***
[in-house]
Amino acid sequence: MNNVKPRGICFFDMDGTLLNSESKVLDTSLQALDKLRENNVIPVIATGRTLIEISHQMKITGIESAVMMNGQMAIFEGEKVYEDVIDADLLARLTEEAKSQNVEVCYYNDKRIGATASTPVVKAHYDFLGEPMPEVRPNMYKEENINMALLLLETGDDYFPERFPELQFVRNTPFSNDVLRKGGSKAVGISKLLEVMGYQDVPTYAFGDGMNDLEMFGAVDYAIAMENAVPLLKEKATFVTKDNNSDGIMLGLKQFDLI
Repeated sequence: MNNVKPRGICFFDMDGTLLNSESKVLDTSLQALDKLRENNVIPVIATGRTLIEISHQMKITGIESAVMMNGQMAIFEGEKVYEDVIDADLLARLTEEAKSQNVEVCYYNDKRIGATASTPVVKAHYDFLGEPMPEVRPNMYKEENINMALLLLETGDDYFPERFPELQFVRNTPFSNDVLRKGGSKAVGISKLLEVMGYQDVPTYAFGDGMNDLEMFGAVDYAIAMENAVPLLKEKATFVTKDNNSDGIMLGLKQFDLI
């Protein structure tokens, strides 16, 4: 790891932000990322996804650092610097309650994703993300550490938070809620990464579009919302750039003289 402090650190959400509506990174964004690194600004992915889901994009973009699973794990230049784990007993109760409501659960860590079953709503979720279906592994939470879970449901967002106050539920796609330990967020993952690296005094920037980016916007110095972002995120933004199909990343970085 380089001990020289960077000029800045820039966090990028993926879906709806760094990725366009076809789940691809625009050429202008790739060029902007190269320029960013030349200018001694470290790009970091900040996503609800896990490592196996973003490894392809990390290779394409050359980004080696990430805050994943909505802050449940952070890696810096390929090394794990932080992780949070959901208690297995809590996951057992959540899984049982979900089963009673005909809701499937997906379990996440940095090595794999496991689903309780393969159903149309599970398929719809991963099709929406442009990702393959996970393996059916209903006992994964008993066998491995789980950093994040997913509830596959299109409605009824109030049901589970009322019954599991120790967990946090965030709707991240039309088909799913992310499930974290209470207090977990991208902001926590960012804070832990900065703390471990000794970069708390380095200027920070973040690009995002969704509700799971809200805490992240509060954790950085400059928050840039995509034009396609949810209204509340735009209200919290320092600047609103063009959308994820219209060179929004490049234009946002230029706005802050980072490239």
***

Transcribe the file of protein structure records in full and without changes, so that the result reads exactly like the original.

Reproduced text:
[in-house]
Amino acid sequence: MNNVKPRGICFFDMDGTLLNSESKVLDTSLQALDKLRENNVIPVIATGRTLIEISHQMKITGIESAVMMNGQMAIFEGEKVYEDVIDADLLARLTEEAKSQNVEVCYYNDKRIGATASTPVVKAHYDFLGEPMPEVRPNMYKEENINMALLLLETGDDYFPERFPELQFVRNTPFSNDVLRKGGSKAVGISKLLEVMGYQDVPTYAFGDGMNDLEMFGAVDYAIAMENAVPLLKEKATFVTKDNNSDGIMLGLKQFDLI
Repeated sequence: MNNVKPRGICFFDMDGTLLNSESKVLDTSLQALDKLRENNVIPVIATGRTLIEISHQMKITGIESAVMMNGQMAIFEGEKVYEDVIDADLLARLTEEAKSQNVEVCYYNDKRIGATASTPVVKAHYDFLGEPMPEVRPNMYKEENINMALLLLETGDDYFPERFPELQFVRNTPFSNDVLRKGGSKAVGISKLLEVMGYQDVPTYAFGDGMNDLEMFGAVDYAIAMENAVPLLKEKATFVTKDNNSDGIMLGLKQFDLI
């Protein structure tokens, strides 16, 4: 790891932000990322996804650092610097309650994703993300550490938070809620990464579009919302750039003289 402090650190959400509506990174964004690194600004992915889901994009973009699973794990230049784990007993109760409501659960860590079953709503979720279906592994939470879970449901967002106050539920796609330990967020993952690296005094920037980016916007110095972002995120933004199909990343970085 380089001990020289960077000029800045820039966090990028993926879906709806760094990725366009076809789940691809625009050429202008790739060029902007190269320029960013030349200018001694470290790009970091900040996503609800896990490592196996973003490894392809990390290779394409050359980004080696990430805050994943909505802050449940952070890696810096390929090394794990932080992780949070959901208690297995809590996951057992959540899984049982979900089963009673005909809701499937997906379990996440940095090595794999496991689903309780393969159903149309599970398929719809991963099709929406442009990702393959996970393996059916209903006992994964008993066998491995789980950093994040997913509830596959299109409605009824109030049901589970009322019954599991120790967990946090965030709707991240039309088909799913992310499930974290209470207090977990991208902001926590960012804070832990900065703390471990000794970069708390380095200027920070973040690009995002969704509700799971809200805490992240509060954790950085400059928050840039995509034009396609949810209204509340735009209200919290320092600047609103063009959308994820219209060179929004490049234009946002230029706005802050980072490239």